Our experience within IT projects and particularly within ITSM projects revolves around the time critical nature of projects and the need to have everything immediately (whether this is true or not is up for discussion).
The rush to jump through process gates can lead to different behaviours, both circular in nature. ‘The Business’ believes that project workstreams overestimate and those within projects almost invariably believe that whether a realistic estimation is provided or a pessimistic one, the estimated time will be cut.
The circular nature of this particular issues hits those of us in testing two-fold. Firstly, with testing seen almost as a ‘nice to have’ or a bureaucratic exercise, insufficient time and resources are planned and budgeted for, whatever the approach taken.
Secondly, as testing is often solely towards the end of a project, already sparse timelines are further truncated and as we all know, on the project pyramid, something must give – namely cost or quality.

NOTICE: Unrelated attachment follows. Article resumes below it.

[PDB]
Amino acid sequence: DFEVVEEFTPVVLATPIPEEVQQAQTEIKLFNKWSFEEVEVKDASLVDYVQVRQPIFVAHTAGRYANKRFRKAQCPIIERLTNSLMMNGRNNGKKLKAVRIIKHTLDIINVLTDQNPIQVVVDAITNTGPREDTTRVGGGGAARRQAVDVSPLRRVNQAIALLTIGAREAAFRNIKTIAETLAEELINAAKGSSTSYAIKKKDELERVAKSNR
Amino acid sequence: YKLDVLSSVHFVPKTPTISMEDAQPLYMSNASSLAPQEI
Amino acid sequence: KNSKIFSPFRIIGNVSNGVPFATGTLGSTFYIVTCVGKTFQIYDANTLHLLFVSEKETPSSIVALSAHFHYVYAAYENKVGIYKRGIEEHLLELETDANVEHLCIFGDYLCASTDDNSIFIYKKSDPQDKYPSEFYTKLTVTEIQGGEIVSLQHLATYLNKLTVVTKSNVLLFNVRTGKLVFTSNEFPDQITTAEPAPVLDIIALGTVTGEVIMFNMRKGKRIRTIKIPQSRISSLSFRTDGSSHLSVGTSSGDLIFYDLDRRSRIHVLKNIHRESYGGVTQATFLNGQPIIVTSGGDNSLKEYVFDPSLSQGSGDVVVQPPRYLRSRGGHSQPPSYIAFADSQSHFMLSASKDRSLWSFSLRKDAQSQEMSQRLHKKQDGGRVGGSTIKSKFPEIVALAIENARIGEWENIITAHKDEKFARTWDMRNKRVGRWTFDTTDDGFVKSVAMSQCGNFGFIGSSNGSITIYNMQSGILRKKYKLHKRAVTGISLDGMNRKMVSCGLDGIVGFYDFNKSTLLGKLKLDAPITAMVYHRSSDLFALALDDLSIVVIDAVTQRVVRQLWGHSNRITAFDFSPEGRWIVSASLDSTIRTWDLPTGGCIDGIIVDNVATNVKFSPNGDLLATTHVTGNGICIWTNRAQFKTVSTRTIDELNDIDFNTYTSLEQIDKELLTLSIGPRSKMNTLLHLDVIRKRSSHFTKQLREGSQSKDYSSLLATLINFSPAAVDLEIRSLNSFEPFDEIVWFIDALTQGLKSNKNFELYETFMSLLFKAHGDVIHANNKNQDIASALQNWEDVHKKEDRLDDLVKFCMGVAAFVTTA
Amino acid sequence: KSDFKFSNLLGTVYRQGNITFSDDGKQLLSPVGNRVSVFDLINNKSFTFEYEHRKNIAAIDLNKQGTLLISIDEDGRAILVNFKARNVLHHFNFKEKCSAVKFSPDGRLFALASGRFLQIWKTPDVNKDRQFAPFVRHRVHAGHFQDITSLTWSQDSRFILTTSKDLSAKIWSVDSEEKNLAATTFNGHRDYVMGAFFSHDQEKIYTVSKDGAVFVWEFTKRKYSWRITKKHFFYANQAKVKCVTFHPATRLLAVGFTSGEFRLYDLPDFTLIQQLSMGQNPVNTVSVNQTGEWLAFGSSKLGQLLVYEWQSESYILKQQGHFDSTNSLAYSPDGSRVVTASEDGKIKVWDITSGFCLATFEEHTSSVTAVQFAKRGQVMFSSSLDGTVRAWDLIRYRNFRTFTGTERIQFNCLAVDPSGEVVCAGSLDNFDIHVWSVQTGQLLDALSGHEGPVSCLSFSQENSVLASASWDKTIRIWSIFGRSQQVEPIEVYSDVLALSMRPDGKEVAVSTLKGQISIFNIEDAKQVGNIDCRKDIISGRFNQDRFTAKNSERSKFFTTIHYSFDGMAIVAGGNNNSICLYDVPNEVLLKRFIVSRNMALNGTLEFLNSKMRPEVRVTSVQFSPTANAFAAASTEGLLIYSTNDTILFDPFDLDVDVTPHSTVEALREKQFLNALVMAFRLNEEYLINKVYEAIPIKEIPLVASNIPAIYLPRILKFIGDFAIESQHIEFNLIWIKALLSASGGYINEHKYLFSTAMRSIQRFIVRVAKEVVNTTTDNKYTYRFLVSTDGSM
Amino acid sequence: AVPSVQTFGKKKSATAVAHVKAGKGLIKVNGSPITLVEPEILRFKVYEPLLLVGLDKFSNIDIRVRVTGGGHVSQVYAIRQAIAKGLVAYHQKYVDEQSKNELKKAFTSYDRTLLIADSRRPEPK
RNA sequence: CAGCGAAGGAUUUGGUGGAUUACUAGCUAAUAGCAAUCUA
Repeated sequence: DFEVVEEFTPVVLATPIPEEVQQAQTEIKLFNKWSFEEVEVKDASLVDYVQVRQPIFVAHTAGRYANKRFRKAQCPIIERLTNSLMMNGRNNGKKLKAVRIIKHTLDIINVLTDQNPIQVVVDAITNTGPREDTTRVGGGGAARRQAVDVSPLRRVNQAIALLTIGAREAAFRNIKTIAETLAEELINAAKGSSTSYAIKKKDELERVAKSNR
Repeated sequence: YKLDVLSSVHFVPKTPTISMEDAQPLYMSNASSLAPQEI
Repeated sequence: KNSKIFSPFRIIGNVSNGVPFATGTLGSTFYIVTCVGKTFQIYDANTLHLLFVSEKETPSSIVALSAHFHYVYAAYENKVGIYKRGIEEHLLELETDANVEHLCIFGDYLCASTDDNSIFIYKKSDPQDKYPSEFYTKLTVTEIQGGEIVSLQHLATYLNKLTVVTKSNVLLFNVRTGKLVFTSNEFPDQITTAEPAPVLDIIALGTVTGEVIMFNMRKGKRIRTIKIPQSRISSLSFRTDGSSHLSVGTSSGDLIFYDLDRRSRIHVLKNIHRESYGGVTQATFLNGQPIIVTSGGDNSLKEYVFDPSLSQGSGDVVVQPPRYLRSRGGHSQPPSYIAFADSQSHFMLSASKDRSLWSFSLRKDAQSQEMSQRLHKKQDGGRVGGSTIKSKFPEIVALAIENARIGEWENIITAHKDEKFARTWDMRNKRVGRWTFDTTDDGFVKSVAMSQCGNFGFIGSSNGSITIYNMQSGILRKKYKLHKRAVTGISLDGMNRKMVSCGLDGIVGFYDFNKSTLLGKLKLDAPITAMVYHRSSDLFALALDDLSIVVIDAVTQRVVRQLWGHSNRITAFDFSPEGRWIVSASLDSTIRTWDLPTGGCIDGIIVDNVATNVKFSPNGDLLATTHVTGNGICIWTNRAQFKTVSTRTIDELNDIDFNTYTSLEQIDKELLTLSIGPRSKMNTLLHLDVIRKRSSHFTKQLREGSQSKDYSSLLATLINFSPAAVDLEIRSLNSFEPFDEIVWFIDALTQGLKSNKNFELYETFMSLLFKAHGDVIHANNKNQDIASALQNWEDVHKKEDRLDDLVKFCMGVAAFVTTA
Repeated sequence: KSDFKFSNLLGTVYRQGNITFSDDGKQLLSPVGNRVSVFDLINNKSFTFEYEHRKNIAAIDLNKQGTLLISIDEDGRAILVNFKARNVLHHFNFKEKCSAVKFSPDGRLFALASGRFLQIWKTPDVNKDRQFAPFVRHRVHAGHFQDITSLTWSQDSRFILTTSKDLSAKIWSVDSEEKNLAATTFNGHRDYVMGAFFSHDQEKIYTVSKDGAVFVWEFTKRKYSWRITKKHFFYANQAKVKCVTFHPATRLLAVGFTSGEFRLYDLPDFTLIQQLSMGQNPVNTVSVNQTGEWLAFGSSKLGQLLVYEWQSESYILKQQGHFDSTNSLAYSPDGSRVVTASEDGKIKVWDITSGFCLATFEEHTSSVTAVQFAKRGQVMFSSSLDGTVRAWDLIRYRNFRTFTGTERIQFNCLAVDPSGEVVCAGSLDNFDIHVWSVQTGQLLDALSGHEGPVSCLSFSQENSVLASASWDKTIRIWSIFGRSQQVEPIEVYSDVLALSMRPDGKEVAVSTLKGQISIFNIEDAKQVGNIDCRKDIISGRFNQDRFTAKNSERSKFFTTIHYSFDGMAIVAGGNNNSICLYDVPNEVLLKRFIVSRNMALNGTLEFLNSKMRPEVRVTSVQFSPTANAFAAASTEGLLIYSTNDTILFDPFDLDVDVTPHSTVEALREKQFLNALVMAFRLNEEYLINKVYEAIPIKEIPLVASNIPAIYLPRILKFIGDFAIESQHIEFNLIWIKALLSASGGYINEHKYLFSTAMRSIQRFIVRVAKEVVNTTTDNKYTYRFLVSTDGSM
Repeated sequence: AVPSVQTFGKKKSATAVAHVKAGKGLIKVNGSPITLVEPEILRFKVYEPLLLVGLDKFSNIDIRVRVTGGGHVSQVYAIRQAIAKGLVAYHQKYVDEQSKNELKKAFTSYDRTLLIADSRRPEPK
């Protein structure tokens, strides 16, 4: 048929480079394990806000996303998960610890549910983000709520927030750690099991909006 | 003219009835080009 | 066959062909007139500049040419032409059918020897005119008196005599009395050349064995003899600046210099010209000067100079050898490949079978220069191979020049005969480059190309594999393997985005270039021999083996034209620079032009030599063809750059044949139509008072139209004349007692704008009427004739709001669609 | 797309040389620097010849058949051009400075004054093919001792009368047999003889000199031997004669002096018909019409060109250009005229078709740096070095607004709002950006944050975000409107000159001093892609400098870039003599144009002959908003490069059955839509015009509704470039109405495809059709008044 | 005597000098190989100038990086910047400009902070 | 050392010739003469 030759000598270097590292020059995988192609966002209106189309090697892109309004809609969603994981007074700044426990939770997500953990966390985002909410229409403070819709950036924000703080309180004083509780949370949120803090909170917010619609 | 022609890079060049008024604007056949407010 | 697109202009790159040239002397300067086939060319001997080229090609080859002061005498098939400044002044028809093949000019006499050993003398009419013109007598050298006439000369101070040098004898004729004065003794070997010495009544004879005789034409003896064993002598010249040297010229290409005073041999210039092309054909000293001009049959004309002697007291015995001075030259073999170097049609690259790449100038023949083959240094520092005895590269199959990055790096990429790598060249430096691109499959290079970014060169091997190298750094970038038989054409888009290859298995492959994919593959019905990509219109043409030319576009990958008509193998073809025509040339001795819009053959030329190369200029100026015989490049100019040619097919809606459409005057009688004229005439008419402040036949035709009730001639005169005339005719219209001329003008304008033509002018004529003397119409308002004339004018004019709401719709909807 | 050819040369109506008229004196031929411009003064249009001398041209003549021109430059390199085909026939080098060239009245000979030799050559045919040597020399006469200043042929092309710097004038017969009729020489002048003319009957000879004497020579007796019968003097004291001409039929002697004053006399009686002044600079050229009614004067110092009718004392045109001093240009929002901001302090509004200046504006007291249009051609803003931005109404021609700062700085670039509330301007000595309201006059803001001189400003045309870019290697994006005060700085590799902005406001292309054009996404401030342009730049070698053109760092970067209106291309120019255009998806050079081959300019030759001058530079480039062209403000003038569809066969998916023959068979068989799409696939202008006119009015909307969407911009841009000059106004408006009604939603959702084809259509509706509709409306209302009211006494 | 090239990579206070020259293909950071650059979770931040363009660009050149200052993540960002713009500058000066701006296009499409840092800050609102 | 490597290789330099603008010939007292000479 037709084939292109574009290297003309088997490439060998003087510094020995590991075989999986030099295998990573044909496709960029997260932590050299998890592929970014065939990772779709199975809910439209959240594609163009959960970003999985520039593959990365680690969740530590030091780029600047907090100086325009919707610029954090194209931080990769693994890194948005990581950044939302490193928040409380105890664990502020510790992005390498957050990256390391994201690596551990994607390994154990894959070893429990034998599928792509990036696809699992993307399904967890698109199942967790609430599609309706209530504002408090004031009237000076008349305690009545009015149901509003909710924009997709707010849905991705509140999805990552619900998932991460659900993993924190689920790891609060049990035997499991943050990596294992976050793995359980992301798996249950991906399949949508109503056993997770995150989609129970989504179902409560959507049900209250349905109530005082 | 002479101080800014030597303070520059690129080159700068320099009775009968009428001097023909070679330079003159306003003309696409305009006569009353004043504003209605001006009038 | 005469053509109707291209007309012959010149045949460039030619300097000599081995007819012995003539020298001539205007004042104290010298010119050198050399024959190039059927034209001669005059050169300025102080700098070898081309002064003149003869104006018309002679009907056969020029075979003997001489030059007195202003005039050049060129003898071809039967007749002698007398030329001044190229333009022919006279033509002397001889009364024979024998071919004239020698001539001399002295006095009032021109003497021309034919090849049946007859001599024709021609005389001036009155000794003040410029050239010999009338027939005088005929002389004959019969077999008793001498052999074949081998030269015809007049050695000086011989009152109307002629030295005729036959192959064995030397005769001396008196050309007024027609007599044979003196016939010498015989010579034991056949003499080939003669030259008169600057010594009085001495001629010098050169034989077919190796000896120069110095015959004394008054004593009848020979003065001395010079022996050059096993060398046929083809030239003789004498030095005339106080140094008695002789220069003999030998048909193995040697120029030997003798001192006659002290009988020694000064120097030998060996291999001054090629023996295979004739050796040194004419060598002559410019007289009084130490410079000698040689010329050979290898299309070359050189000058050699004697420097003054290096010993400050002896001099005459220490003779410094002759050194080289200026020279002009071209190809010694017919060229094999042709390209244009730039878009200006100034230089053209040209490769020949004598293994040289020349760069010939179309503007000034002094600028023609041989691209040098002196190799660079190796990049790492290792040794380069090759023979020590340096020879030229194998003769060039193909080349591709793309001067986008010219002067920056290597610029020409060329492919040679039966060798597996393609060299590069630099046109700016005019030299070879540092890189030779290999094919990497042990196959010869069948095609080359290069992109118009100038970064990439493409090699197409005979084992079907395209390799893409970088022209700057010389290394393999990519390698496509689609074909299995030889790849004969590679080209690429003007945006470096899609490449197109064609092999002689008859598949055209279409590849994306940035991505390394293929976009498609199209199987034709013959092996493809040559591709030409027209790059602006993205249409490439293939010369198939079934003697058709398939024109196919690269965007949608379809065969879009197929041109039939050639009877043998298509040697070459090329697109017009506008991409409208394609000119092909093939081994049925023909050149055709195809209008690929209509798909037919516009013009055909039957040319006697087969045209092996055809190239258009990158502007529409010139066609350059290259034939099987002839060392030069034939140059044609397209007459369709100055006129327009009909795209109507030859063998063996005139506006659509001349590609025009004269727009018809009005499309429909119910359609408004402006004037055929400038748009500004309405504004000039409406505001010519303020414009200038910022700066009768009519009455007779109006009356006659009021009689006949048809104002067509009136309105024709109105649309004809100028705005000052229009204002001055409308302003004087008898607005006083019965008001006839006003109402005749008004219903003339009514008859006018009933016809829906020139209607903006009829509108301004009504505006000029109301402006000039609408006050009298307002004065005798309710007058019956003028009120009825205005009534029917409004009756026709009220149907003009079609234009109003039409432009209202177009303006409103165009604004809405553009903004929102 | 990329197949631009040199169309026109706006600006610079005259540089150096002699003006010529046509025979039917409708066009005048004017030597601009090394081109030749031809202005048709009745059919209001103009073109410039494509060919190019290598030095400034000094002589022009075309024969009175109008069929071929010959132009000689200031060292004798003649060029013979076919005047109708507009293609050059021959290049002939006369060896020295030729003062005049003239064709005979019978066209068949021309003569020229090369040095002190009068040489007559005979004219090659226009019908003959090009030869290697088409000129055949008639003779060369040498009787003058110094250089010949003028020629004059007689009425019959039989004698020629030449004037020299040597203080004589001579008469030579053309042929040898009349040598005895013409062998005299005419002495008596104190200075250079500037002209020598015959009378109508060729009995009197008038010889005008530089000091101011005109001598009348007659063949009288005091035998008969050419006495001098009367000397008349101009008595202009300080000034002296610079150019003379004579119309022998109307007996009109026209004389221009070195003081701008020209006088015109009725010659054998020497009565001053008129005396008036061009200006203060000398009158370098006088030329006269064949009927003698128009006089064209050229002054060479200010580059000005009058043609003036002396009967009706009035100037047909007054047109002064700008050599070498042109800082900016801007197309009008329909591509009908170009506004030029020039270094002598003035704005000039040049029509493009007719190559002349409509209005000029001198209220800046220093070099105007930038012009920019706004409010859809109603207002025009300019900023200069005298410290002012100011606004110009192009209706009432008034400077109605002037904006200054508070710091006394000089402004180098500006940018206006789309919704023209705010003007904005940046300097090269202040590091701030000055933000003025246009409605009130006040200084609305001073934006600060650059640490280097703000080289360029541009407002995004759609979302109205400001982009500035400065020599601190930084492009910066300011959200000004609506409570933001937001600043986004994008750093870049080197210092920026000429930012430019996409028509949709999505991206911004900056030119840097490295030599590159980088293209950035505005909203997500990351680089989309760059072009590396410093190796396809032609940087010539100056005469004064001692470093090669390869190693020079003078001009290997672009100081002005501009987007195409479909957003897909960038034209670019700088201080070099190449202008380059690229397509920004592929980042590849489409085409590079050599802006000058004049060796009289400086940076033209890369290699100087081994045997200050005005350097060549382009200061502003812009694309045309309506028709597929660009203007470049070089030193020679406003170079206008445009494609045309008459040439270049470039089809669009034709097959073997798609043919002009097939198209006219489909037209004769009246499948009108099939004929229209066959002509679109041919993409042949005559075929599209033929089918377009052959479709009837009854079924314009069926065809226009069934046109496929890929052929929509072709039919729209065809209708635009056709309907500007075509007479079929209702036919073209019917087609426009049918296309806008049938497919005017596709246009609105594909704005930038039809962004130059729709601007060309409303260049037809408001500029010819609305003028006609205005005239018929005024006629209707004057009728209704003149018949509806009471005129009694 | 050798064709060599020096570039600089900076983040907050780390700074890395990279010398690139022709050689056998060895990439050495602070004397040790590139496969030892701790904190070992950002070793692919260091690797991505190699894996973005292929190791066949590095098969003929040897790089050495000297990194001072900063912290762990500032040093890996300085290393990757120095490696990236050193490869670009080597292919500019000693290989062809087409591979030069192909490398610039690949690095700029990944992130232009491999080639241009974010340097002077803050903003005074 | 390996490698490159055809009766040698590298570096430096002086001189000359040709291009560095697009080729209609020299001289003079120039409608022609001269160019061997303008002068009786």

Perhaps we should start working differently. You’ll find other blog posts written by us about the ideal point to engage testing (hint:at the beginning not the end). But what if we started to change the way projects and workstreams approach estimation. If we were a bit more realistic about estimation and applied both experience and a little mathematics could that help? I think so.
One of the things I took from my PMP training that has stuck with me (and that was now some years ago) was the following formula
x is the best case scenario a task can/has taken
y is the typical time a task takes or has taken
z is the worst case a task has taken
this allows us to account for both optimism bias, pessimism bias and normal operation. It should give us a reasonable estimation rather than the scenarios above. Obviously, it is not perfect, but if we could use this approach might it give us a better shot at estimating? We think so.